Opposites Attract

I love sports.  They are dependable for ensuring that if I am having a crappy day, that watching a game, whether it is an old one or currently happening, I will be cheered up.  They rarely let me down in terms of knowing what is going to happen.  The thrill of finding out how the ending will occur is so much fun for me.  If I am let down by sports, it is usually because the team I am rooting for didn’t end up with my desired result.  Though, this disappointment doesn’t last long as I always look forward to seeing the next game.  Even if I am having the best day ever, sports just are icing on my fabulous cake for keeping the party going.

I will watch most any sports, but my favorites are about as opposite as one can get.  Fortunately, they are also in opposite times during the year, so that I am occupied with sports year-round without a break.  Some may find this strange because you should take a break from your loves just for sanity purposes, but for me, there is an inherent break given the sports I follow closely. 

Hockey and Baseball.  Fast, heart-pounding, brutal, ice, clock.  Those would be things that come to mind when I am thinking about hockey.  Slower, long grind, nine, grass, timeless.  Those are some of the words that come to mind for me when I think about baseball.  In almost every way, these two sports are opposite.  Both are team sports, except that baseball is deceptive in that while it is a team sport, it is more about the individual players coming together to do something.  Guys can still be superstars even if only one person is putting up stats while the rest of the team is just blah or in some cases, just bad at the game.  With hockey, sure, there are superstars, but every guy on that team needs to do his thing in order for the points to be put up on the scoreboard and the team to win.  Sure, at times a team will get a win that can and should be credited to a goalie who stood on his head, but for the most part, you need all the forwards, defensemen and the goalie to work in concert for things to equate to a win.

The biggest difference for me between the two is the speed of the game.  In hockey, you are up against a clock.  The guys are athletic and moving around on skates!  Things happen quickly and if you aren’t paying close attention, you can miss something in the blink of an eye.  When I watch hockey, it can be the most intense 60 minutes ever (spread out over about 2.5 hours).  If a guy with the puck gets a breakaway to the net and then shoots and JUST MISSES the goal or the goalie makes a great block, it is super intense, waiting for that score to happen.  I think it is probably more intense when it is a potential goal that the team you aren’t rooting for shoots.  When your team’s goalie makes a great stop, you will realize you were holding your breath waiting to see if the puck crosses the line.  In baseball, there is none of this type of heart-pounding stress.  You know you are in for at least 3 hours of time to sit back and relax while watching the game.  Sure, there are times when you will hold your breath — usually when a pitcher is throwing a no-hitter or making a bid for a perfect game, but generally, guys get hits and you just want to make sure that the base runners don’t score.  Sometimes, the game can go really quickly if you get two pitchers who like to get the ball and throw it to the plate.  Those type of pitchers will not allow for batters to play games to mess with their rhythm.  Those are also games where no one is getting very far on the base path.  Honestly, I love those types of games because anytime there is a great pitching duel, sign me up.  I know a lot of baseball fans out there don’t care for them because they would like to see lots of home runs (and the ensuing fireworks that some parks will shoot off when a home run is hit).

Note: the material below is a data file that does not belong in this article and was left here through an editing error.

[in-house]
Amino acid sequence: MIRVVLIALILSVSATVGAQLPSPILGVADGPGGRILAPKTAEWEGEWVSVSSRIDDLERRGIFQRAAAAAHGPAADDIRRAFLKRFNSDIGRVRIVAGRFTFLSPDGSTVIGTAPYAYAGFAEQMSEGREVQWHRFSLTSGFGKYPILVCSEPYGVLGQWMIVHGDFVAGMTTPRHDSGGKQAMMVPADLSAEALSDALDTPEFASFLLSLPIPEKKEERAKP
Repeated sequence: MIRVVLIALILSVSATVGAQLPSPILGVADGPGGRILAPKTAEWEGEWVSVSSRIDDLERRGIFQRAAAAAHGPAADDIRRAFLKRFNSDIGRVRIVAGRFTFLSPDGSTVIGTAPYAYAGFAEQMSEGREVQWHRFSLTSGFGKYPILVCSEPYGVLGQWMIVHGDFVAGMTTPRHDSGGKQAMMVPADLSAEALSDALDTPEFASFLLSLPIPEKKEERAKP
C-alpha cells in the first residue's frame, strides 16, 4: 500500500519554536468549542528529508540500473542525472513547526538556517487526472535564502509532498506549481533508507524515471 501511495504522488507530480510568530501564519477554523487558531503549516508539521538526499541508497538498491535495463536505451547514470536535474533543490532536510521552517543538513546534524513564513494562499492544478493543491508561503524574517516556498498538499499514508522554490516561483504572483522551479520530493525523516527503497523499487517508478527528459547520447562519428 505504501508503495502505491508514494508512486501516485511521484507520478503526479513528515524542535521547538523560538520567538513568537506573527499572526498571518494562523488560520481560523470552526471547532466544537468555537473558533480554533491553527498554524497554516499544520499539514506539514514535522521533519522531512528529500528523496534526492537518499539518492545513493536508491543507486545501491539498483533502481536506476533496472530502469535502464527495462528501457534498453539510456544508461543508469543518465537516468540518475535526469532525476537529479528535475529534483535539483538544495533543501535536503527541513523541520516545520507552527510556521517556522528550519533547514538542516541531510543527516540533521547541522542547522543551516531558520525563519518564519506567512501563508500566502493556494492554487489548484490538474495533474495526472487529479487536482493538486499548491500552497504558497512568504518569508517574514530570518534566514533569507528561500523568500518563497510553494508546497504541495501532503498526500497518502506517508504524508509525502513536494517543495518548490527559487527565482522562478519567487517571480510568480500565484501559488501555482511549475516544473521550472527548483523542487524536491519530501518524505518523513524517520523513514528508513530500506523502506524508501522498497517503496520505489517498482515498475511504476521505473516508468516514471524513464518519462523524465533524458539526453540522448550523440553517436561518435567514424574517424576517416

The inherent heart-pounding with hockey is a great change for when it is not baseball season.  And conversely, the relaxed games of baseball are great to get away from the heart-pounding that is hockey.  Hockey is just intense and I love it.  The fact that you have guys going after each other and even the fights are just amazing.  Seeing those guys do that, it is a way to enjoy getting out aggression without being an angry person myself.  With baseball, it is just more relaxed in terms of being able to watch, but you don’t have to do it super closely to know what is happening.  Once in a while there will be a fight, but the whole team will get involved.  Personally, I like the way hockey goes about dealing with the aggression and hits.  Unfortunately in baseball, it doesn’t always happen. Especially if you happen to be watching an American League game where the pitchers don’t hit.

Overall, each sport has its own unique rhythm and beauty and watching to see what the beauty in each game is, is a wonderful thing.  Speed, athleticism and skill in each are all on display in different ways.  Every sport has its own rhythm and beauty, but for me, the beauty in hockey and baseball is the best kind of beauty to behold.  If you haven’t experienced the beauty, I’d encourage you to take a look and appreciate it for all its glory.


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